It has been nearly 33 years since a president of the United States met face-to-face with the leader of the world’s 20th most populace country; a nation that enjoys the third largest known reserves of oil and the second greatest reserves of natural gas. Yet, if President Barack Obama’s national security adviser, retired General James Jones, is to be believed, the upcoming convening of the United Nations General Assembly may very well bring together the leaders of the United States and Iran for the first time since Jimmy Carter hosted the Shah of Iran in the White House in November 1977.
This is not the first time the stars aligned in favor of a meeting of these two adversaries. In February 2009, less than one month after Obama was sworn in, Iranian President Mahmoud Ahmadinejad said publicly that his country was “ready for talks” with Washington. These overtures were not immediately embraced by the Obama administration, but a month later, on March 20, 2009, in a carefully-scripted speech clearly directed to Tehran, Obama praised the Iranian people and urged if not a thawing of relations, at least the start of a new beginning.
In the 17 months since Obama’s Iranian New Year’s speech, the U.N. has imposed a fourth round of economic sanctions on Iran (in June of this year); the regime in Tehran has crushed a populist uprising; Russia reportedly is ready to begin loading uranium fuel into Iran’s first nuclear reactor; the U.S. has deployed Patriot defensive missile batteries to four Persian Gulf countries; and both Israel and the U.S. have stepped up talk of a potential military strike against Iran’s nuclear facilities.
Outside observers might be forgiven for concluding that this series of events would hardly portend an historic meeting between two leaders whose rhetoric often matches that of World Wrestling Entertainment fighters rather than participants in a diplomatic minuet. In point of fact, however, the environment in which General Jones made his veiled but pointed prediction that “the door is open” for direct talks between Tehran and Washington, is conducive to just such an occurrence precisely because of what has happened over the past year and a half.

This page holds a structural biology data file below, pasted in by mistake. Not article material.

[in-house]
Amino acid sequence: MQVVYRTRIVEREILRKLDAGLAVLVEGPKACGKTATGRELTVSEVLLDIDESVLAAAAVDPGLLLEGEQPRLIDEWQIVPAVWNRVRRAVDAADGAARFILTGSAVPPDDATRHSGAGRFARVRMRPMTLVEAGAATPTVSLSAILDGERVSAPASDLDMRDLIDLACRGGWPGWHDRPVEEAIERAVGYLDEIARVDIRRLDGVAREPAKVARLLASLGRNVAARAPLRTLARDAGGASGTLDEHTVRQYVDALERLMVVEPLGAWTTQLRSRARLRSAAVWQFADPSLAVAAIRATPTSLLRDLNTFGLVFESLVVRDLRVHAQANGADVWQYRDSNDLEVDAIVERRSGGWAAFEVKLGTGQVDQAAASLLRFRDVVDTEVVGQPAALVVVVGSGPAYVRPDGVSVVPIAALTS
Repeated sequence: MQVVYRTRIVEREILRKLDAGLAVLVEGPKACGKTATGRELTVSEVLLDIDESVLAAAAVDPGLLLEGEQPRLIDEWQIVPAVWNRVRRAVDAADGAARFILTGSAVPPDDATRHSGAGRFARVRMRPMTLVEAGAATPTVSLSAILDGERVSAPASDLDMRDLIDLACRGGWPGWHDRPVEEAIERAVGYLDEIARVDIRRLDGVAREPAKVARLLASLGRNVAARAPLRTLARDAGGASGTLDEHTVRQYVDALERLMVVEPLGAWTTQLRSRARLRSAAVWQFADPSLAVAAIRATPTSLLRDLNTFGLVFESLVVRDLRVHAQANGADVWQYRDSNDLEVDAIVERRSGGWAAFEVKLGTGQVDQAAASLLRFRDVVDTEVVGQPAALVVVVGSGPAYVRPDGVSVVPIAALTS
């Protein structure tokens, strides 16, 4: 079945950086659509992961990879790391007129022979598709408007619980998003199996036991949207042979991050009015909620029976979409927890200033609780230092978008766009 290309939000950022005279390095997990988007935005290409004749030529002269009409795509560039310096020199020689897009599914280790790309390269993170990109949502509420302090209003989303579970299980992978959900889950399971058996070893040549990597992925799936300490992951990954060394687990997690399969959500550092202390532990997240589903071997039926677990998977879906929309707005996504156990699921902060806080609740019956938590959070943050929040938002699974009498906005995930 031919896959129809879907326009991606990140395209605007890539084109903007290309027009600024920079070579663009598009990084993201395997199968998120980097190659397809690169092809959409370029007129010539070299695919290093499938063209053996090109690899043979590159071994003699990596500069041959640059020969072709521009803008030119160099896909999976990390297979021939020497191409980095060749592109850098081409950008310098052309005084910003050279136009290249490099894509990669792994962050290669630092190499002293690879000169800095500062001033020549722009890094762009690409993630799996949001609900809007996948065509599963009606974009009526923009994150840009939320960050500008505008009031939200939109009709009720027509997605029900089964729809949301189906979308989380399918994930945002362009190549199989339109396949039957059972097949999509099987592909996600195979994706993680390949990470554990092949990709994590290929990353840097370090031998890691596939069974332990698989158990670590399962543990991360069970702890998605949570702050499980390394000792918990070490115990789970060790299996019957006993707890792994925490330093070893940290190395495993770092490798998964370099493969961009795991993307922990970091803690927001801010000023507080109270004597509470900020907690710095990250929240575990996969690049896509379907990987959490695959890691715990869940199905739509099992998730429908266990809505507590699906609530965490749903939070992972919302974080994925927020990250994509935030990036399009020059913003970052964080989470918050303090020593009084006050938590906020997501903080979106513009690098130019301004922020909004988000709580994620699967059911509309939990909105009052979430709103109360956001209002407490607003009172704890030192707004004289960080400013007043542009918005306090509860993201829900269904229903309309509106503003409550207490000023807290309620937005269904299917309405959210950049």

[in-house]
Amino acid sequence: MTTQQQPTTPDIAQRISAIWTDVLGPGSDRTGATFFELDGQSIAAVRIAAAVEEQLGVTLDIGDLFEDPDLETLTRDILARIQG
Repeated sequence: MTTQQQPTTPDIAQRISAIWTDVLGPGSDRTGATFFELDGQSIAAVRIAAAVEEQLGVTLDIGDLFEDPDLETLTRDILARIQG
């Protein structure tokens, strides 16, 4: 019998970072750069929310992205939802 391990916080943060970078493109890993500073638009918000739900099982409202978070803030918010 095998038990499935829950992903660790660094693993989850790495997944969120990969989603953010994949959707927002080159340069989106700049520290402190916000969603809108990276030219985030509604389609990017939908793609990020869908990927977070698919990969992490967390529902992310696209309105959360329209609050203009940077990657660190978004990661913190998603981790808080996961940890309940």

Despite Iran’s blustering responses to saber-rattling by the West, when a top Middle Eastern diplomat – such as the ambassador from the United Arab Emirates to the United States – makes a public statement just one month ago that military action against Iran is something his country “could live with,” Iran’s leaders have to perk up their ears. And on the economic front, even though Iran’s leaders absorb the economic hits caused by the U.N.’s tightening embargo as a point of pride in standing up its “enemies,” the country’s sluggish economy is sapping public support for the regime.
President Obama seems also to recognize that a military strike against Tehran, which would occasion cheers from neo-cons in Washington, would set in motion a series of events that would make the Iraq quagmire look like a walk in the park. And, unlike his predecessor at 1600 Pennsylvania Avenue, the current occupant appears to understand that there remains a significant reservoir of pro-American sentiment throughout most segments of Iranian society — an advantage that would be unleashed with a thawing of relations, but not as a result of military action which would have just the opposite effect.
General Jones packaged his entreaty to Tehran with a quid pro quo that could be easily met by Ahmadinejad – releasing the three American hikers who strayed into that nation’s territory a year ago and who have been jailed there ever since.
Much good could come of direct Washington-Tehran meetings, with no real downside, save the inevitable carping by the far right which lusts for military action. Let us hopes leaders in both capitals have the vision and backbone to actually grasp this small olive branch.